You’ve dreamed up a big, original idea for a product or service that consumers need in their lives. Months have been spent fine-tuning the strategic details of the business and its offerings. You want to launch, but there’s an obstacle blocking your way: lack of capital. Most entrepreneurs don’t have an endless well of funds to draw upon when they first start their businesses. Many apply for loans, grants, or even crowdfund their companies. Others choose to seek out financial assistance from investors. Requesting funding from an investor means putting your best foot forward from day one. Before you pitch, pay attention to some of the most common dos and don’ts associated with the process.
DO… Have a well-written business plan at the ready.
The most detailed business plans include an executive summary that outlines who you and your business are, what it does, its location, why consumers will want its unique offerings, and how the company will make money. A business plan should include information relating to company goals and where the company is at in its development stages. An industry and market analysis should be conducted along with a look at each member of the team. Tables related to financial projections, like profits and losses and cash flow, should also be included. This all leads up to the financing request. Here, entrepreneurs outline the amount of funding they’ll need from investors.
This is a crucial document that potential investors will want — no, need — to examine before proceeding forward. Even the strongest pitch requires a solid business plan for further review. By writing a thoughtful business plan, entrepreneurs give investors a critical look into the future of their startup.
DON’T… Be vague about the amount of funds you’ll require.
Money is a difficult topic to talk about in any capacity, especially one where you’re literally asking an investor or firm to give it to you. Don’t be shy about your request for what your business needs to thrive.
Crunch the numbers first. Then, use the financing request in your business plan to articulate exactly how much you need. Detail your plans for how this money will be spent. Cover even more bases by adding a section for strategic financial situational plans. This encompasses the company’s future, from acquisition to debt repayment, and how you will prepare for great and difficult times alike.
DO… Come prepared with a proof-of-concept.
What is a proof-of-concept? This can be anything that shows investors you have gone beyond the heavy lifting phase of your company’s growth. Steadily growing site traffic and a working prototype of your product and/or services are two examples of proof-of-concept. These can further back up your business and allow investors to grow comfortable with the inner workings of your company.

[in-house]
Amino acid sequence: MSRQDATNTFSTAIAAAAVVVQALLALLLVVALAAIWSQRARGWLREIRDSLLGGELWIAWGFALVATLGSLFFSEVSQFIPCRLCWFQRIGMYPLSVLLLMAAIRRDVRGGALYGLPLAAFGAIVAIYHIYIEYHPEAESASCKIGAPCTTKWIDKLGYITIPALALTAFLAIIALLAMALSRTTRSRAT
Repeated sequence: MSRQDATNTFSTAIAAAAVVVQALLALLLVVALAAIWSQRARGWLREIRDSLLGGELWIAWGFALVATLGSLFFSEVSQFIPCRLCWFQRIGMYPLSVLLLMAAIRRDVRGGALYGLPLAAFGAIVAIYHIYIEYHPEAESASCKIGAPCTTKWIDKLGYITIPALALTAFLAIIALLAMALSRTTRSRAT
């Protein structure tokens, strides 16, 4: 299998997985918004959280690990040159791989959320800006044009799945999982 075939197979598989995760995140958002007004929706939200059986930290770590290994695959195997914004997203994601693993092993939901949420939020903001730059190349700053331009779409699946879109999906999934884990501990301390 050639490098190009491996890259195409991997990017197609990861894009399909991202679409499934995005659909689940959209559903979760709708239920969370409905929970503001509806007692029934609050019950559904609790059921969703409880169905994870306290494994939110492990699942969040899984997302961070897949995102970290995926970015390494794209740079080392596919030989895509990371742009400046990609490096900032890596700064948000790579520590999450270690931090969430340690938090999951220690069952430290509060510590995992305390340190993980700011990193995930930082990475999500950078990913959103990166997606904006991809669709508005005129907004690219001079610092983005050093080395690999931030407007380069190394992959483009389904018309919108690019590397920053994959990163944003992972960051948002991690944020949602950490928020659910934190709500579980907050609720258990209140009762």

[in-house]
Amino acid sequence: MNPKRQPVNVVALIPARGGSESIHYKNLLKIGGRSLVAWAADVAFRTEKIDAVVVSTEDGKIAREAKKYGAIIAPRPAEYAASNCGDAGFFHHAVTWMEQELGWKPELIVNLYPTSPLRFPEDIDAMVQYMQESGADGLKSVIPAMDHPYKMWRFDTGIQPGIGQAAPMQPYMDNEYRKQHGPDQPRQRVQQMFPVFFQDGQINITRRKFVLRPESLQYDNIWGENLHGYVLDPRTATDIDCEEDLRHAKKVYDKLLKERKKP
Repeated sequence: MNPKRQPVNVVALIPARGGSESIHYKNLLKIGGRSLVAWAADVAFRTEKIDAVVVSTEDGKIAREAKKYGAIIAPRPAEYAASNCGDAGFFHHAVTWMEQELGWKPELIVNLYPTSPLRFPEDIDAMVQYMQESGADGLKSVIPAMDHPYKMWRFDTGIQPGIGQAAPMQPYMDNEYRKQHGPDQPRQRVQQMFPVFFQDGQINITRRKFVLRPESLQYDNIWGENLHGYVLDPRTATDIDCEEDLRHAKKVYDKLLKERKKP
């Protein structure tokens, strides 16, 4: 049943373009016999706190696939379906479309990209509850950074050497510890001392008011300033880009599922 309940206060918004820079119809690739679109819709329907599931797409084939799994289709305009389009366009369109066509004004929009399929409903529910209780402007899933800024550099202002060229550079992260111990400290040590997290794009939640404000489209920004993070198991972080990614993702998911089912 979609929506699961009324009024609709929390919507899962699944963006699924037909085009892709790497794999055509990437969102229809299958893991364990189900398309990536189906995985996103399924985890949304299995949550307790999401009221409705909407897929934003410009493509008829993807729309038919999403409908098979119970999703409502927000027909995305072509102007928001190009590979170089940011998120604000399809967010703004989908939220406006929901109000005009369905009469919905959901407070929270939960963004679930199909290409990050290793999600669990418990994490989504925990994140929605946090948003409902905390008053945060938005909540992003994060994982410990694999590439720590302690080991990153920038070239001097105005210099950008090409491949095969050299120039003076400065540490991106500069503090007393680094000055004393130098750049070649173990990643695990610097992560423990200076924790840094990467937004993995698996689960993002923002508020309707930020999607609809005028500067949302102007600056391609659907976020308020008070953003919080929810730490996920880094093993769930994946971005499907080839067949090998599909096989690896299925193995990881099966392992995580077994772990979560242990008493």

DON’T… Assume you don’t need to practice your pitch.
Will you wow investors with a cold pitch or one where you prepped in advance? While I can’t speak for every entrepreneur, I recommend practicing your pitch before meeting with investors.
Practicing your pitch is highly beneficial for all entrepreneurs. It allows you to relay your knowledge about your offerings and address problems the business can solve for consumers. Entrepreneurs may then weave these elements into a narrative. The pitch can then be presented through storytelling to investors. A good story will further engage them, and their emotions, in what your business does and has to offer.
As a side note, practicing also helps you time the pitch. Ideally, you want to keep the pitch (and its story) short and sweet for investors. A half hour pitch that roams and goes off on tangents isn’t a good look for any entrepreneur.
DON’T… Forget to do your homework on the investors and/or investment firms.
Your business plan is ready, your funding request is in place, you have a proof-of-concept, and your pitch is awesome. Before you go all out to impress these investors, learn all you can about them.
Entrepreneurs want to make sure they’re working with legitimate investors who have funds available for their businesses. Visit their websites and research their existing portfolio of clients.
It’s also a good idea to figure out their investment criteria. Many investors, like angel investors or venture capitalists, will receive a stake in the business in exchange for their capital. It’s better to know in advance what they will require before taking the meeting and finding out that it’s too much for your business too late in the game.
Deborah Sweeney is the CEO of MyCorporation.com which provides online legal filing services for entrepreneurs and businesses, startup bundles that include corporation and LLC formation, registered agent services, DBAs, and trademark and copyright filing services. You can find MyCorporation on Twitter at @MyCorporation.
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